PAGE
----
A few months ago, I attended a virtual training from the American Marketing Association (AMA) entitled “Copywriting vs. Content: Why It Matters and How It Helps Your Bottom Line.”
Which admittedly, as a senior copywriter, I am already familiar with the difference between copywriting and content and how it affects your bottom line. But I still took the virtual training because:
- I firmly believe getting back to basics is a great way to hit “refresh” and stay inspired.
- I know what I know, but I don’t know what I don’t know. And with the digital marketing world constantly evolving, I figured this would be a good opportunity to pick up some new tips and tricks from other marketing professionals.
- FUEL paid for it.
And now, here we are. Months later, I’m finally sharing what I’ve learned with the masses (or at least, the people who like to peruse through the FUEL Feed articles from time to time).
So the next time you need copywriting or content for your brand, you’ll know which one will be more appropriate for your goals and your audience.
And BONUS: Like the AMA virtual training, we’ll also cover how to make your copywriting and content snap, crackle, and pop (which is a relatable way of saying, “drive results.”)
Let’s get started, shall we?
Copywriting: Driving Action with Words
As our virtual training instructor Pamela Foley put it, copywriting is “the art of getting someone to take action.” Personally, I think that’s a lovely way of summarizing it. Copywriting is short, sweet, and to the point, using impactful words and phrases that make people want to take action NOW. It’s exciting. It’s engaging. And it really plays to a sense of urgency and FOMO (fear of missing out).
Types of Copywriting
Typically, copywriting consists of shorter, punchier pieces of work, like:
- Social media ads
- Landing pages
- Website sales content
- Sales pages
- Nurture and sales emails
- Paid ads
The benefits of copywriting are kind of obvious. Essentially, when done well, copywriting can increase sales, conversions, or lead generation for your business. The ROI is pretty high because you’re seeing a direct correlation between the message you put out and its results. And ultimately, copywriting drives customer interaction with clear calls to action (buy now, sign up today, download this brochure, etc.).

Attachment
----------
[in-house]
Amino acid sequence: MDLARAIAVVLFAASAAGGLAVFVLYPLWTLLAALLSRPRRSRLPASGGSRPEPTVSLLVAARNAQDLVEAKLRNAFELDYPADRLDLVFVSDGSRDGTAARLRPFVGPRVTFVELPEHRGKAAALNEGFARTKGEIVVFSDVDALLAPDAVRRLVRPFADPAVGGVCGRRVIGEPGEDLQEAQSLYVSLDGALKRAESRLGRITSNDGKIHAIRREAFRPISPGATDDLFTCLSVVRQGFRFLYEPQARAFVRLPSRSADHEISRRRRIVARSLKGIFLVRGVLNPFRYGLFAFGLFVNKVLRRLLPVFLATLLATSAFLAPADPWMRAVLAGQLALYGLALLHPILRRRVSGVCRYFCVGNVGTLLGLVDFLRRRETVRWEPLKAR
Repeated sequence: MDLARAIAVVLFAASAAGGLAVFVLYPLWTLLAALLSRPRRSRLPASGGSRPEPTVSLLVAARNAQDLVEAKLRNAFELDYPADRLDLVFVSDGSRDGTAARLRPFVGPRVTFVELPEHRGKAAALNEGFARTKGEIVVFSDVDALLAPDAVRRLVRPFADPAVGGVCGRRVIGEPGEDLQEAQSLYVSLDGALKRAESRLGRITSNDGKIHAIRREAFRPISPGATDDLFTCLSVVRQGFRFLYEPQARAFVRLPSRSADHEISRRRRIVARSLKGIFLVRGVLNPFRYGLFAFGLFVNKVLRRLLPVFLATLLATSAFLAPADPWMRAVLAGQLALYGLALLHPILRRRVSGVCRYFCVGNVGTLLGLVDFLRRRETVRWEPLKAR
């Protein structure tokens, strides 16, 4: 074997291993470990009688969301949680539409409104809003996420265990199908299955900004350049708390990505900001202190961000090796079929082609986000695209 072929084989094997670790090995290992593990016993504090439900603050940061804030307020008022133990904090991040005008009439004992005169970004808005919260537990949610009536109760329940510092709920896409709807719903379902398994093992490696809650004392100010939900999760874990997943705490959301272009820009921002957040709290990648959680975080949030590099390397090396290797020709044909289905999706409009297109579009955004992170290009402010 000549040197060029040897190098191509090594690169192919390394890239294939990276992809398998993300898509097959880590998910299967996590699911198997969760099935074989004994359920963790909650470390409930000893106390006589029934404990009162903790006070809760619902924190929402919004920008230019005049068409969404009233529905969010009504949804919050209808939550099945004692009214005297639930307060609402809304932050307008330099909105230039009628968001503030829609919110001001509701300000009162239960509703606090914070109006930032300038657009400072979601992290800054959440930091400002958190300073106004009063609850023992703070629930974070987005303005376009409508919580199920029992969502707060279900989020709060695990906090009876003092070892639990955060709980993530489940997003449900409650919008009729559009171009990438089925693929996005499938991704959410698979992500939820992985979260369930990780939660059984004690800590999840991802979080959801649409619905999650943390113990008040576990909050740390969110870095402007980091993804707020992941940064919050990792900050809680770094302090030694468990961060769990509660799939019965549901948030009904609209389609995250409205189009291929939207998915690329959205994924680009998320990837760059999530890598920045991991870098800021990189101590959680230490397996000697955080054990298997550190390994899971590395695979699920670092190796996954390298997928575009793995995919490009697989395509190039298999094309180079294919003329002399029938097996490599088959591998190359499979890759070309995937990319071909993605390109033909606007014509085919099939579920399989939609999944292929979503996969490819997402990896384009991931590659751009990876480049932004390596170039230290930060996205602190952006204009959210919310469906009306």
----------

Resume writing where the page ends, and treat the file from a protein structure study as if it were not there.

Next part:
The Magic of Content: Building Relationships with the People that Matter (Your Customers and Prospective Customers)
When it comes to content, remember: It’s a marathon, not a sprint. Content goes deeper than copywriting because the goal is to build a relationship with your audience. It’s about providing value and giving your customers what they need. Content is written to educate, inspire, entertain, and most importantly, engage. There may not be a call to action or only just a subtle hint of what your business can do for your customers. As Pamela beautifully summed it up, it’s a “long game to create brand loyalty.”
Types of Content
Content is usually longer than copywriting because it takes time (and words) to build a deep connection with your audience. So, content pieces often consist of:
- Blog posts (like this one!)
- White papers
- Email newsletters
- News articles
- Evergreen articles
- Case Studies
- Social media posts
Reaping the rewards of content creation is a bit more of a waiting game. You may not see direct or immediate results like you would with copywriting. But what you will see is a stronger relationship between your brand and your customer. And it will also give your business a boost in your industry by establishing thought leadership and expertise in your field—all things that build credibility and loyalty for your brand.
Now for Some Pizazz
Okay, now that we know the difference between copywriting and content, how do we make them better? Well, the AMA workshop covered that as well with some of these impactful tips to take your copywriting and content from good to great:
- Know your audience.
Always keep in mind that you’re writing for your audience, not yourself. That’s probably one of the best copywriting and content tips from the virtual training (and in general).